5 Important Tax Changes You Need To Know For 2016

For most people, tax season means going through the motions of another filing. But some tax changes implemented in the New Year could affect long-term financial planning. Stay updated on estate tax exemptions changes and 401k and IRA contribution income limit changes.

1 – Leave behind more of your estate, tax free.

Last year, individuals could give away or leave behind up to $5.43 million without having to pay estate taxes.  That will rise once again, as it has every year since Congress passed legislation on it in 2012, to $5.45 million. Though it may only affect a small portion of Americans – about 0.5% of them – it’s still significant. A popular feature of estate tax law is referred to as “portability.” Spouses can combine their assets to leave just under $11 million total without owing taxes. If you are one of the few who plan to gift over $5 million, be aware of your limits, as the estate rate is 40%. Even though this is the lowest the rate has been it’s been since the 1930s, it’s still a sizable amount of money.

2 – Increased income limits for 401k and IRA contributions.

An IRA contributor who is not covered by a workplace retirement plan but is married to someone who is can claim the full tax deduction on their IRA contributions until the couple’s joint income exceeds $184,000, an increase of $1,000 since last year. After that, the IRA tax deduction will phase-out for joint income between $184,000 and $194,000.

The little-known saver’s credit is also seeing an increase in income limits in 2016. The tax credit can be claimed up to $2,000 for individuals and up to $4,000 for couples who have contributed to 401ks, IRAs, or other workplace retirement accounts. The new income limits to qualify for the credit are: individuals whose earnings exceed $30,750, heads of household whose earnings exceed $46,125, and married couples whose earnings exceed $61,500.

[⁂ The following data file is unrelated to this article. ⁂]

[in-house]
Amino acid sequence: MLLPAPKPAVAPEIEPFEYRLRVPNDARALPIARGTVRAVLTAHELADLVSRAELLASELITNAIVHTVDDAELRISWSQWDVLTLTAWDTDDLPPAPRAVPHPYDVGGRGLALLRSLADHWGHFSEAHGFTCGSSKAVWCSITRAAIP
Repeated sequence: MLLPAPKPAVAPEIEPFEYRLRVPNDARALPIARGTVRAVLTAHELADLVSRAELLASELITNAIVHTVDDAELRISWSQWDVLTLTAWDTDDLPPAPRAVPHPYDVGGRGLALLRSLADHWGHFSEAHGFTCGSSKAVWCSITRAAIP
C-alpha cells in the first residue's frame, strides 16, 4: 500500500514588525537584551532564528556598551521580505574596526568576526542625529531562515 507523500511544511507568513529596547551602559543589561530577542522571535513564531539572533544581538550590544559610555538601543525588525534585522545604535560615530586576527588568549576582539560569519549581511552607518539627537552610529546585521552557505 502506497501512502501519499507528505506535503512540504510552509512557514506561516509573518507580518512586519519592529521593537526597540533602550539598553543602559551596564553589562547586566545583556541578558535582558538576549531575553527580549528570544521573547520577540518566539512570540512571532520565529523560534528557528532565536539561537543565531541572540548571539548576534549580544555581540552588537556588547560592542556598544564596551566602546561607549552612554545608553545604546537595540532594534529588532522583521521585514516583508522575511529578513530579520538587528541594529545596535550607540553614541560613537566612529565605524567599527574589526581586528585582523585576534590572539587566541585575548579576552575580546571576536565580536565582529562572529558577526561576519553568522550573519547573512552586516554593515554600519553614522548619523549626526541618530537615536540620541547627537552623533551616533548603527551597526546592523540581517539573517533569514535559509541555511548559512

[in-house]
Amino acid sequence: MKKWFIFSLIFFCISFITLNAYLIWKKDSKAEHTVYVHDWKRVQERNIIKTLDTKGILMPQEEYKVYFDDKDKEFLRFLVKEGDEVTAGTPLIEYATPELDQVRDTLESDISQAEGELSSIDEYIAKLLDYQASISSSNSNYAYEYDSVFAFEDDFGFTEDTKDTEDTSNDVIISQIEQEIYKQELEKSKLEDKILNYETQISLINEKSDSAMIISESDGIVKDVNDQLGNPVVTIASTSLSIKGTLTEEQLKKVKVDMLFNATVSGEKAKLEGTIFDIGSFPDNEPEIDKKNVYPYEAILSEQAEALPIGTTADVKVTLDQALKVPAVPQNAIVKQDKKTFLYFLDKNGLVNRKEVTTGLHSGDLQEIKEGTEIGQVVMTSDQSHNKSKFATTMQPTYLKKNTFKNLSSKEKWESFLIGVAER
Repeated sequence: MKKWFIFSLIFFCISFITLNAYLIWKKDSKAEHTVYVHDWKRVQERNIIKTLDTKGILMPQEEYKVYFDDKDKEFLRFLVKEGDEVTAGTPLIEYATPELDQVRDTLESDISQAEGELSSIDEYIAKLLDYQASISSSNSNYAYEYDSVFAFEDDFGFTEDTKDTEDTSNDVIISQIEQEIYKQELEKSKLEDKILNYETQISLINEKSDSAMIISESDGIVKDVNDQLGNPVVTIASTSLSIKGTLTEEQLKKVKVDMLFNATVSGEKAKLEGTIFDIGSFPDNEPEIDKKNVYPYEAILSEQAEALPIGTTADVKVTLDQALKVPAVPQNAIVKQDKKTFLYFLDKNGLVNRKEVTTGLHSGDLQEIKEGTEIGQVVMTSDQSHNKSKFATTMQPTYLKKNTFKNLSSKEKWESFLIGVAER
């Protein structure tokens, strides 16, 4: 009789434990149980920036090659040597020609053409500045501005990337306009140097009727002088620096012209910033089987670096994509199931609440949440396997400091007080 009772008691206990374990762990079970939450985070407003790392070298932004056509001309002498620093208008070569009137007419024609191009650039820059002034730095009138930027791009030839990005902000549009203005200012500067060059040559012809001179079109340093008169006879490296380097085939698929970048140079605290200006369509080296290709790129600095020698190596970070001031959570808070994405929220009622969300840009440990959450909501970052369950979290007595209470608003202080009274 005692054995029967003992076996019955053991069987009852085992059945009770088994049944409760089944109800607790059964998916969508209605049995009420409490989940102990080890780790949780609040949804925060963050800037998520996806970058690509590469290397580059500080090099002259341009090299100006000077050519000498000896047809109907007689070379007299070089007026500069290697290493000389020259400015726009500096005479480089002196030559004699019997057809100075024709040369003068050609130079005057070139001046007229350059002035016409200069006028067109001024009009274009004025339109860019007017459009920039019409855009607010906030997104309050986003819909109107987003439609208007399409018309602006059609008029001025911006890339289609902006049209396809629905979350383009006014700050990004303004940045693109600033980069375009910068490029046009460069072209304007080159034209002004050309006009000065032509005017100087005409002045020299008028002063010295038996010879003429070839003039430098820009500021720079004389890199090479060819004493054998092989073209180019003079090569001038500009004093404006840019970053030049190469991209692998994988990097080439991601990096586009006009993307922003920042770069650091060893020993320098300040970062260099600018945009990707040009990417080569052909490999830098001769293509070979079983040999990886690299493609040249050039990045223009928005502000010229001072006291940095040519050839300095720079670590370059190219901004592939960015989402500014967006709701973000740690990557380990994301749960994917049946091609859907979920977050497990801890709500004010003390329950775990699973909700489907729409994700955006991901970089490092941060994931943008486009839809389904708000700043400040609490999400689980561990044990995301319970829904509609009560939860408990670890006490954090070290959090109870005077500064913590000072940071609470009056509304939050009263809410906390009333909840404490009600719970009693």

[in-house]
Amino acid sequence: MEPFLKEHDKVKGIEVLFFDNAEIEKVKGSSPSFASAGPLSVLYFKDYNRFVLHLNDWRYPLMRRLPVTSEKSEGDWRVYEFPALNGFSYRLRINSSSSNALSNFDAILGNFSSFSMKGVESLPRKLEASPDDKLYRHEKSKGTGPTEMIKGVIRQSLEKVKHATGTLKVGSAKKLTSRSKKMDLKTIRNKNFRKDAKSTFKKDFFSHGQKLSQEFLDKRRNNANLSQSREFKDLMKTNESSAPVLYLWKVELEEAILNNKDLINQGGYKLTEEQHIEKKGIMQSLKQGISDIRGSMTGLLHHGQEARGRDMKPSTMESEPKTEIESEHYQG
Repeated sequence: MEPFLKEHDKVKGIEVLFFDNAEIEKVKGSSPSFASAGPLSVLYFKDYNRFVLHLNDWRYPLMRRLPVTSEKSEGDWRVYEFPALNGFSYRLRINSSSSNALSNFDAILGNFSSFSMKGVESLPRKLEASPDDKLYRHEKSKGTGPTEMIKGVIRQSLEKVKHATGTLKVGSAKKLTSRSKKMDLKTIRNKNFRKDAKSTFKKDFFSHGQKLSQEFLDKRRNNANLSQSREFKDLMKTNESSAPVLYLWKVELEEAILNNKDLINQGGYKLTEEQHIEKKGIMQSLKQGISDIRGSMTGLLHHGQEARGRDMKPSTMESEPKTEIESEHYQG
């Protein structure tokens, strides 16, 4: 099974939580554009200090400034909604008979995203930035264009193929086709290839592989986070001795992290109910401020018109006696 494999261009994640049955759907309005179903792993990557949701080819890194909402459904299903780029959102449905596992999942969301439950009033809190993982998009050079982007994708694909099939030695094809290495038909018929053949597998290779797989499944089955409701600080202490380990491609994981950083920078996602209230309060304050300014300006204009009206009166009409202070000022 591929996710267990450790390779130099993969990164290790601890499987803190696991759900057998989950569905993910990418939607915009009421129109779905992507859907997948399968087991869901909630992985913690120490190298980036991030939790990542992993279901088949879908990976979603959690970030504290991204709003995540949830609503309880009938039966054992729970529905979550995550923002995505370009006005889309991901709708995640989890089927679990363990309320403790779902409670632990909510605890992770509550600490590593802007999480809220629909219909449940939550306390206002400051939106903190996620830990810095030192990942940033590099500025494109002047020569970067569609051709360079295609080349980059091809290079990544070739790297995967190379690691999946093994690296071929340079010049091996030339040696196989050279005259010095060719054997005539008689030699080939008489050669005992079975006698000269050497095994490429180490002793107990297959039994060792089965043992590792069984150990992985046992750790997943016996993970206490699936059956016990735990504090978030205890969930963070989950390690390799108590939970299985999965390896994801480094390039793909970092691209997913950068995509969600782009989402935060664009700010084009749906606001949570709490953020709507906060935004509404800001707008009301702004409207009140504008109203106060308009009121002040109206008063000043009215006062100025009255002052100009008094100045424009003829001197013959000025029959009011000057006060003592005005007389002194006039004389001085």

3 – Additional Medicare taxes for higher income earners.

While the Medicare tax will remain at 2.9% in 2016, those who earn higher wages will more than likely need to pay additional taxes. Wages, compensation, tips, noncash fringe benefits, and self-employment income in excess of $200,000 for single filers and $250,000 for married filers will be subject to an additional 0.9% Medicare tax on the amount above the thresholds. Although the additional Medicare tax went into effect in 2013, it will remain in place for 2016. Employers are required to withhold the additional tax but are not required to notify employees when it begins to withhold that tax. There is no income cap on the additional tax amount.

4 – Make tax-free IRA donations to charity, permanently.

The provision, known as the qualified charitable distribution, that allows IRA owners over the age of 70 ½ years to donate up to $100,000 of assets per year to qualified charities tax free will be made permanent in 2016. While many have had to wait every year to see if this provision would be extended, that wait is over. This permanent tax break gives IRA owners an efficient way to donate to charity without increasing their financial burden. While the provision doesn’t provide tax deduction for donations, these donations will not count as income (unlike many IRA withdrawals) and will still count towards the IRA owner’s required annual withdrawal. Because of this, IRA donors may be able to report a lower income and potentially avoid taxes on Social Security benefits.

5 – Get reimbursed for medical expenses in 2016.

A tax exemption for medical expenses expires on December 31, 2016. This exemption allows individuals to deduct unreimbursed medical and dental care expenses that exceed 7.5% of the tax filer’s adjusted gross income. This can also be used for married couples who are filing jointly, where the combined expenses must exceed 7.5% of the combined income. After December 31, 2016, this percentage rises back up to 10%.

Expenses eligible for deduction may include medical fees from physicians, psychologists and psychiatrists, dental and vision care, surgeries and hospital visits, home modifications for health purposes, prescription medications and devices, and some assisted living expenses. Deductions for travel expenses for an individual to receive medical care may also be available.

Find out how these changes may affect your current estate or retirement plan. Contact the Law Office of Christina Lesher PC today at (713) 529-5900 for legal assistance in estate planning.